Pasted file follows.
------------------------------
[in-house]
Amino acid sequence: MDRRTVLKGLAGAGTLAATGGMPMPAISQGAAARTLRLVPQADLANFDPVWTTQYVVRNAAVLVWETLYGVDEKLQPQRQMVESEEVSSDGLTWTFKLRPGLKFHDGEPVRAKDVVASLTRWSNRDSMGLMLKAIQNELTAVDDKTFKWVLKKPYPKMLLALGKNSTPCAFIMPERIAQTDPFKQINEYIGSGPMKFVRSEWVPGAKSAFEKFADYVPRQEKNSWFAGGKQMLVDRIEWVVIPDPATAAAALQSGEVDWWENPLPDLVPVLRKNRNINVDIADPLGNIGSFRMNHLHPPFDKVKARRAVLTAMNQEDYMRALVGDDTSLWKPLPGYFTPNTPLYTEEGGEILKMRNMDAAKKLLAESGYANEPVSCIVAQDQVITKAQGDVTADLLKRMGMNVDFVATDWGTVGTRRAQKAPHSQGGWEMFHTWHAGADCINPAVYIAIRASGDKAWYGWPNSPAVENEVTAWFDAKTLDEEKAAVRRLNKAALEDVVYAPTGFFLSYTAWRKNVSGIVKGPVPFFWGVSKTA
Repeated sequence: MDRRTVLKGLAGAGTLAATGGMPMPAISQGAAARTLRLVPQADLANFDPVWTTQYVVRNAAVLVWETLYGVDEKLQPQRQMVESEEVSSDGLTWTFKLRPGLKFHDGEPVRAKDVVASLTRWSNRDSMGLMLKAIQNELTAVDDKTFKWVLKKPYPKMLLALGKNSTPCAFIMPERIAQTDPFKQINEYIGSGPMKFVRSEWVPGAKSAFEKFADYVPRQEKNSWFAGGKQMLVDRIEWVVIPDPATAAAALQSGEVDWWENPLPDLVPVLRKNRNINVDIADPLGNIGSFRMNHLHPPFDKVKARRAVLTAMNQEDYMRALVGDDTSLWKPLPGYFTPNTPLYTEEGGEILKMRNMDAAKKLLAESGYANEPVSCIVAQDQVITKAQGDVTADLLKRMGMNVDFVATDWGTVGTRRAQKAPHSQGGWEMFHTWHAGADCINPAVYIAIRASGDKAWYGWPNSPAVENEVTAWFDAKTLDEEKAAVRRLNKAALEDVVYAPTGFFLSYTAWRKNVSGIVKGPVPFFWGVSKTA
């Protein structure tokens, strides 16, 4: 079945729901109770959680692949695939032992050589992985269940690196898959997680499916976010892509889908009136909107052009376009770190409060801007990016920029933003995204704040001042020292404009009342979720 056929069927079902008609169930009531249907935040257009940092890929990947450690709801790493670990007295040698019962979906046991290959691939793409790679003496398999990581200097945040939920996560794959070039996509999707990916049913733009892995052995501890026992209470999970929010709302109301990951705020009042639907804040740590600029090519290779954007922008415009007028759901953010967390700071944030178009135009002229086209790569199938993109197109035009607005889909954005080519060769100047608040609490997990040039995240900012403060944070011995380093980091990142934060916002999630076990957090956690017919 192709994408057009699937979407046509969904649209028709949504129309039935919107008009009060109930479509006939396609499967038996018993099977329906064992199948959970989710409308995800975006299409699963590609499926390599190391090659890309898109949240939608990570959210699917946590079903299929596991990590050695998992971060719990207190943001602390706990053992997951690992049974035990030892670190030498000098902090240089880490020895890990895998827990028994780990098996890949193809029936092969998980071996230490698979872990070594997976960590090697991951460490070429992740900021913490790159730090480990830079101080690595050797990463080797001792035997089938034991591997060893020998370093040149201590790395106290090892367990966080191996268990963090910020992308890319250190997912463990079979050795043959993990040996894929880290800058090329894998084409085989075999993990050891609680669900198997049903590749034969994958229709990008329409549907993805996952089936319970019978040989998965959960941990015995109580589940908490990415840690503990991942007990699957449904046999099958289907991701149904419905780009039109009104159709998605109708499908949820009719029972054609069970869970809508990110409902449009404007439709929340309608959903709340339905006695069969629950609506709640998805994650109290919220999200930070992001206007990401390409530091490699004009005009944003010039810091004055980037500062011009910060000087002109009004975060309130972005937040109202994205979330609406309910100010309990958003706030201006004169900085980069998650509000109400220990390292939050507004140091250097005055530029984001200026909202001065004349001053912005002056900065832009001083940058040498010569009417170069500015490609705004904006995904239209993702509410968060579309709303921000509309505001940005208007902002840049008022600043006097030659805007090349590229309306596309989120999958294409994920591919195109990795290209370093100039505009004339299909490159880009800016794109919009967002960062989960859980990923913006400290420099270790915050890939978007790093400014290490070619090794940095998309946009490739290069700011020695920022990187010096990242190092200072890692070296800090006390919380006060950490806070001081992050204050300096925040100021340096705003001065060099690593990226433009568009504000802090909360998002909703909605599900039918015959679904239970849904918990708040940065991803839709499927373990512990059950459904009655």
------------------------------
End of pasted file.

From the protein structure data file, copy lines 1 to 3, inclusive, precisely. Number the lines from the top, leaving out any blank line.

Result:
[in-house]
Amino acid sequence: MDRRTVLKGLAGAGTLAATGGMPMPAISQGAAARTLRLVPQADLANFDPVWTTQYVVRNAAVLVWETLYGVDEKLQPQRQMVESEEVSSDGLTWTFKLRPGLKFHDGEPVRAKDVVASLTRWSNRDSMGLMLKAIQNELTAVDDKTFKWVLKKPYPKMLLALGKNSTPCAFIMPERIAQTDPFKQINEYIGSGPMKFVRSEWVPGAKSAFEKFADYVPRQEKNSWFAGGKQMLVDRIEWVVIPDPATAAAALQSGEVDWWENPLPDLVPVLRKNRNINVDIADPLGNIGSFRMNHLHPPFDKVKARRAVLTAMNQEDYMRALVGDDTSLWKPLPGYFTPNTPLYTEEGGEILKMRNMDAAKKLLAESGYANEPVSCIVAQDQVITKAQGDVTADLLKRMGMNVDFVATDWGTVGTRRAQKAPHSQGGWEMFHTWHAGADCINPAVYIAIRASGDKAWYGWPNSPAVENEVTAWFDAKTLDEEKAAVRRLNKAALEDVVYAPTGFFLSYTAWRKNVSGIVKGPVPFFWGVSKTA
Repeated sequence: MDRRTVLKGLAGAGTLAATGGMPMPAISQGAAARTLRLVPQADLANFDPVWTTQYVVRNAAVLVWETLYGVDEKLQPQRQMVESEEVSSDGLTWTFKLRPGLKFHDGEPVRAKDVVASLTRWSNRDSMGLMLKAIQNELTAVDDKTFKWVLKKPYPKMLLALGKNSTPCAFIMPERIAQTDPFKQINEYIGSGPMKFVRSEWVPGAKSAFEKFADYVPRQEKNSWFAGGKQMLVDRIEWVVIPDPATAAAALQSGEVDWWENPLPDLVPVLRKNRNINVDIADPLGNIGSFRMNHLHPPFDKVKARRAVLTAMNQEDYMRALVGDDTSLWKPLPGYFTPNTPLYTEEGGEILKMRNMDAAKKLLAESGYANEPVSCIVAQDQVITKAQGDVTADLLKRMGMNVDFVATDWGTVGTRRAQKAPHSQGGWEMFHTWHAGADCINPAVYIAIRASGDKAWYGWPNSPAVENEVTAWFDAKTLDEEKAAVRRLNKAALEDVVYAPTGFFLSYTAWRKNVSGIVKGPVPFFWGVSKTA